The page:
Every thread has a base priority level determined by the thread's priority value and the priority class of its process. The system uses the base priority level of all executable threads to determine which thread gets the next slice of CPU time. The SetThreadPriority function enables setting the base priority level of a thread relative to the priority class of its process. For more information, see Scheduling Priorities.

The *_PRIORITY_CLASS values affect the CPU scheduling priority of the process. For processes that perform background work such as file I/O, network I/O, or data processing, it is not sufficient to adjust the CPU scheduling priority; even an idle CPU priority process can easily interfere with system responsiveness when it uses the disk and memory. Processes that perform background work should use the PROCESS_MODE_BACKGROUND_BEGIN and PROCESS_MODE_BACKGROUND_END values to adjust their resource scheduling priorities; processes that interact with the user should not use PROCESS_MODE_BACKGROUND_BEGIN.

If a process is in background processing mode, the new threads it creates will also be in background processing mode. When a thread is in background processing mode, it should minimize sharing resources such as critical sections, heaps, and handles with other threads in the process, otherwise priority inversions can occur. If there are threads executing at high priority, a thread in background processing mode may not be scheduled promptly, but it will never be starved.

Each thread can enter background processing mode independently using SetThreadPriority. Do not call SetPriorityClass to enter background processing mode after a thread in the process has called SetThreadPriority to enter background processing mode. After a process ends background processing mode, it resets all threads in the process; however, it is not possible for the process to know which threads were already in background processing mode.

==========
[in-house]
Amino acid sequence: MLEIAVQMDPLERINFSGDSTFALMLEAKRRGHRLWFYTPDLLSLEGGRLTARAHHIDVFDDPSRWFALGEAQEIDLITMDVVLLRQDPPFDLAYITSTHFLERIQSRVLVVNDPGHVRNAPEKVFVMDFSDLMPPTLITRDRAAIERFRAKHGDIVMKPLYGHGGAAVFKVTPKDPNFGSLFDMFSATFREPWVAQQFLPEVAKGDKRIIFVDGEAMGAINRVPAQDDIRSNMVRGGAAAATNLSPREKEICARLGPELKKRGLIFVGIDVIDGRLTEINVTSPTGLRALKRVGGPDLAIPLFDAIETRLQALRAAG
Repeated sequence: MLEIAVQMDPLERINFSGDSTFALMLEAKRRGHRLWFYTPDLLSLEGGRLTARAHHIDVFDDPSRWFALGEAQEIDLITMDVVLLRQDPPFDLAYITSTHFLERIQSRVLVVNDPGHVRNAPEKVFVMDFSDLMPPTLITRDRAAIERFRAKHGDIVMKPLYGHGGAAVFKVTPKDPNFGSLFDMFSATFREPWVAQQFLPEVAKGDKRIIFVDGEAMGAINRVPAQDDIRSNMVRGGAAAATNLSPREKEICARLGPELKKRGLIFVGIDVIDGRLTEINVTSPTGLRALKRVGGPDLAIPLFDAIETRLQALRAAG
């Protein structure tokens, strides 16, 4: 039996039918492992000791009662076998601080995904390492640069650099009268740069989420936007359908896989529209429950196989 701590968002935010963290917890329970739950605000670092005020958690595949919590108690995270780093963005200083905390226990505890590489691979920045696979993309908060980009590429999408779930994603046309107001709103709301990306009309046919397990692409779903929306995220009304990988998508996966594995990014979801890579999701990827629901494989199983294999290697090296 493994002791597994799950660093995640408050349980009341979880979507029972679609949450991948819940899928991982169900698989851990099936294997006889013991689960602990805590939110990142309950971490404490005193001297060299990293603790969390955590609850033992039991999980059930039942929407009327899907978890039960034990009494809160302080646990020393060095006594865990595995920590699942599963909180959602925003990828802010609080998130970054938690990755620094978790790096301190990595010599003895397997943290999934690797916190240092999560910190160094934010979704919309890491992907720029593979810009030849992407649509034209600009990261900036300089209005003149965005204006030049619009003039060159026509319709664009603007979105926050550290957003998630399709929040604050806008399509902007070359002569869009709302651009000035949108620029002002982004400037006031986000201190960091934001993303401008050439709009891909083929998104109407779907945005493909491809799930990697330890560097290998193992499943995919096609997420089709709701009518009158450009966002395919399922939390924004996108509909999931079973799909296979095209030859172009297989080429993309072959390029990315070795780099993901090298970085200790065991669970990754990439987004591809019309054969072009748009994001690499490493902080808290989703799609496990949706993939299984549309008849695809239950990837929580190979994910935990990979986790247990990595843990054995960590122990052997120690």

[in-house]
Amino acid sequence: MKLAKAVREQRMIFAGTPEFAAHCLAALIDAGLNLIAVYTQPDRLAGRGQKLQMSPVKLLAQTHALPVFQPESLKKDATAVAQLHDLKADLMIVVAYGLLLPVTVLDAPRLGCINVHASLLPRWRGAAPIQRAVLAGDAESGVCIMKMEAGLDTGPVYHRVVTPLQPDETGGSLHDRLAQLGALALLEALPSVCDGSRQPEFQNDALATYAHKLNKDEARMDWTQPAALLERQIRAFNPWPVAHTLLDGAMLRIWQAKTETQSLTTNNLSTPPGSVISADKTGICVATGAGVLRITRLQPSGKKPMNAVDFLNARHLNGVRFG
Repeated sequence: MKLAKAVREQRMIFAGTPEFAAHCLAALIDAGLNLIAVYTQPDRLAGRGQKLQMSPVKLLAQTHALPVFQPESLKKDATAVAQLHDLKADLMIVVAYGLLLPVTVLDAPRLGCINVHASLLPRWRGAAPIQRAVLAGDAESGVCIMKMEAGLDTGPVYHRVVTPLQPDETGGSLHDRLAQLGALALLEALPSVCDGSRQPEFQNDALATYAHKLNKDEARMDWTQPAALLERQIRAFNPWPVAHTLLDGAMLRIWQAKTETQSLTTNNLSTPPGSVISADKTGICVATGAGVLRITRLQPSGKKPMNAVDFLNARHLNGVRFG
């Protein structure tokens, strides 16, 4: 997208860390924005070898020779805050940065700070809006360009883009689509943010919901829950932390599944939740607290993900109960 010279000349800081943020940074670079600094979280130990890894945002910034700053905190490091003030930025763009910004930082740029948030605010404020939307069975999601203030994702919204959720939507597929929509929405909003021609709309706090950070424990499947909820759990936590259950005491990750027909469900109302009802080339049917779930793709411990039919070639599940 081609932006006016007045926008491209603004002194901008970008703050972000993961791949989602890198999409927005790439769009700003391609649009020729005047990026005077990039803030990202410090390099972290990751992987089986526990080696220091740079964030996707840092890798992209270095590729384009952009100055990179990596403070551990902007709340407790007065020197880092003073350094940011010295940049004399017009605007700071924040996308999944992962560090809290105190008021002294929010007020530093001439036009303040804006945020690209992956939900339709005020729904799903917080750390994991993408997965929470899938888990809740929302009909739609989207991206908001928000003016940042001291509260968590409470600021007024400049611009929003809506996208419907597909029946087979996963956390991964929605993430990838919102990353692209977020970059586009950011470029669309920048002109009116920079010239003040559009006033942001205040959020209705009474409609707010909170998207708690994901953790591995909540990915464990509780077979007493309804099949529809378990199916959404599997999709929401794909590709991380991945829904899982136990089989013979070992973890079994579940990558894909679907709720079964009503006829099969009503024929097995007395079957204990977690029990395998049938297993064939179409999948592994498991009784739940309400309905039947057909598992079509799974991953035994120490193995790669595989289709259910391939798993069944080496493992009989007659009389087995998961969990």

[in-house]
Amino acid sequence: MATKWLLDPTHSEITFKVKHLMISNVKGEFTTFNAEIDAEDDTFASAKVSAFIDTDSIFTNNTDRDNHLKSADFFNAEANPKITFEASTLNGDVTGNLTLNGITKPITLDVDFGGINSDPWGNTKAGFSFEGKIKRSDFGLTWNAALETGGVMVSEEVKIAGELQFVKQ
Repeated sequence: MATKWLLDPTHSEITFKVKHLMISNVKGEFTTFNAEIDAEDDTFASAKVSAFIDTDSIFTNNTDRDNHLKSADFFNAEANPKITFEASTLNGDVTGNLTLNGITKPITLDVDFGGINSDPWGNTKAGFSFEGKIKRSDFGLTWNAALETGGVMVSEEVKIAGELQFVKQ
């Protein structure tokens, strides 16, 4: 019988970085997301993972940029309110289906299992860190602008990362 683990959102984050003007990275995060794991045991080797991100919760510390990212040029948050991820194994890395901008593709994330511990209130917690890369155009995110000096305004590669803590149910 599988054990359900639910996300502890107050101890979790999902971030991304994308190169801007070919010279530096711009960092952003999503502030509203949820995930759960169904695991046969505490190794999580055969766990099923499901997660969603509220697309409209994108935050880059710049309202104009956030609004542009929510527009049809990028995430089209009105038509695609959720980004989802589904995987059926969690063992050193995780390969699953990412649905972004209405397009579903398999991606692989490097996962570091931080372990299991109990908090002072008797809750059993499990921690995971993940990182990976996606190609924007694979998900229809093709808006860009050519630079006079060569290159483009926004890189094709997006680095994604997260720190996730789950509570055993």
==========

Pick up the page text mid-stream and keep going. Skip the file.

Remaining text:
Examples

The following example demonstrates the use of process background mode.


#include <windows.h>
#include <tchar.h>

int main( void )
{
   DWORD dwError, dwPriClass;

   if(!SetPriorityClass(GetCurrentProcess(), PROCESS_MODE_BACKGROUND_BEGIN))
   {
      dwError = GetLastError();
      if( ERROR_PROCESS_MODE_ALREADY_BACKGROUND == dwError)
         _tprintf(TEXT("Already in background mode\n"));
      else _tprintf(TEXT("Failed to enter background mode (%d)\n"), dwError);
      goto Cleanup;
   } 

   // Display priority class

   dwPriClass = GetPriorityClass(GetCurrentProcess());

   _tprintf(TEXT("Current priority class is 0x%x\n"), dwPriClass);

   //
   // Perform background work
   //
   ;

   if(!SetPriorityClass(GetCurrentProcess(), PROCESS_MODE_BACKGROUND_END))
   {
      _tprintf(TEXT("Failed to end background mode (%d)\n"), GetLastError());
   }

Cleanup:
   // Clean up
   ;
return 0;
}


Requirements

Minimum supported client

Windows XP [desktop apps only]

Minimum supported server

Windows Server 2003 [desktop apps only]

Header

WinBase.h on Windows XP, Windows Server 2003, Windows Vista, Windows 7, Windows Server 2008, and Windows Server 2008 R2 (include Windows.h);
Processthreadsapi.h on Windows 8 and Windows Server 2012

Library

Kernel32.lib

DLL

Kernel32.dll

See also

CreateProcess
CreateThread
GetPriorityClass
GetThreadPriority
Process and Thread Functions
Processes
Scheduling Priorities
SetThreadPriority